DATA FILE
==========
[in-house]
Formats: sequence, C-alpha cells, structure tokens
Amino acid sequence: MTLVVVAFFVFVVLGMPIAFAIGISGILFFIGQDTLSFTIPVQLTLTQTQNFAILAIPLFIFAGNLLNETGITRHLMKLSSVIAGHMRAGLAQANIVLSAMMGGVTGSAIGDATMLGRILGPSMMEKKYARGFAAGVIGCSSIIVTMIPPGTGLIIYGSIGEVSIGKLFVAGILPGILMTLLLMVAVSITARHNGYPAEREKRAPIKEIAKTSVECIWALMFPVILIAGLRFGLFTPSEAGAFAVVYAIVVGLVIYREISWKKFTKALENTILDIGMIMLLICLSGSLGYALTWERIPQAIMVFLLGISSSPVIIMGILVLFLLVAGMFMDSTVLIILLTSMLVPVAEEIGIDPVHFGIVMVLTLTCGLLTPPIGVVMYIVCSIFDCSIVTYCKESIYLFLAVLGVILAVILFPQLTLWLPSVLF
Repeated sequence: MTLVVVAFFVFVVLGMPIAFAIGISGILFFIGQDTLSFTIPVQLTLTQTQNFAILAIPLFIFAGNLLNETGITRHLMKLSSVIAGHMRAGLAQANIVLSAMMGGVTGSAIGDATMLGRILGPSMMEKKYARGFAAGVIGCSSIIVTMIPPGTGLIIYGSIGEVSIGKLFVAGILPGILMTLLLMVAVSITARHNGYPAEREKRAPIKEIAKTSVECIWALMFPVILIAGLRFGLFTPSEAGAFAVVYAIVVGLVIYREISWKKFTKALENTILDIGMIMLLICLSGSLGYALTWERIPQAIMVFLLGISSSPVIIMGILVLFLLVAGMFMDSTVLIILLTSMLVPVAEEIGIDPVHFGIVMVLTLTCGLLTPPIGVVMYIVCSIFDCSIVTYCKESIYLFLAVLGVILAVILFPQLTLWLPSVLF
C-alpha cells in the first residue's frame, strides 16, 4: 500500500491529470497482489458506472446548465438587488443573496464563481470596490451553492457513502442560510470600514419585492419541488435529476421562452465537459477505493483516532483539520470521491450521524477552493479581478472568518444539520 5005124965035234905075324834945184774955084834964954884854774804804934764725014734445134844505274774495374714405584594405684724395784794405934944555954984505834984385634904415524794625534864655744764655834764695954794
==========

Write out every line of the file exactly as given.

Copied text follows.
[in-house]
Formats: sequence, C-alpha cells, structure tokens
Amino acid sequence: MTLVVVAFFVFVVLGMPIAFAIGISGILFFIGQDTLSFTIPVQLTLTQTQNFAILAIPLFIFAGNLLNETGITRHLMKLSSVIAGHMRAGLAQANIVLSAMMGGVTGSAIGDATMLGRILGPSMMEKKYARGFAAGVIGCSSIIVTMIPPGTGLIIYGSIGEVSIGKLFVAGILPGILMTLLLMVAVSITARHNGYPAEREKRAPIKEIAKTSVECIWALMFPVILIAGLRFGLFTPSEAGAFAVVYAIVVGLVIYREISWKKFTKALENTILDIGMIMLLICLSGSLGYALTWERIPQAIMVFLLGISSSPVIIMGILVLFLLVAGMFMDSTVLIILLTSMLVPVAEEIGIDPVHFGIVMVLTLTCGLLTPPIGVVMYIVCSIFDCSIVTYCKESIYLFLAVLGVILAVILFPQLTLWLPSVLF
Repeated sequence: MTLVVVAFFVFVVLGMPIAFAIGISGILFFIGQDTLSFTIPVQLTLTQTQNFAILAIPLFIFAGNLLNETGITRHLMKLSSVIAGHMRAGLAQANIVLSAMMGGVTGSAIGDATMLGRILGPSMMEKKYARGFAAGVIGCSSIIVTMIPPGTGLIIYGSIGEVSIGKLFVAGILPGILMTLLLMVAVSITARHNGYPAEREKRAPIKEIAKTSVECIWALMFPVILIAGLRFGLFTPSEAGAFAVVYAIVVGLVIYREISWKKFTKALENTILDIGMIMLLICLSGSLGYALTWERIPQAIMVFLLGISSSPVIIMGILVLFLLVAGMFMDSTVLIILLTSMLVPVAEEIGIDPVHFGIVMVLTLTCGLLTPPIGVVMYIVCSIFDCSIVTYCKESIYLFLAVLGVILAVILFPQLTLWLPSVLF
C-alpha cells in the first residue's frame, strides 16, 4: 500500500491529470497482489458506472446548465438587488443573496464563481470596490451553492457513502442560510470600514419585492419541488435529476421562452465537459477505493483516532483539520470521491450521524477552493479581478472568518444539520 5005124965035234905075324834945184774955084834964954884854774804804934764725014734445134844505274774495374714405584594405684724395784794405934944555954984505834984385634904415524794625534864655744764655834764695954794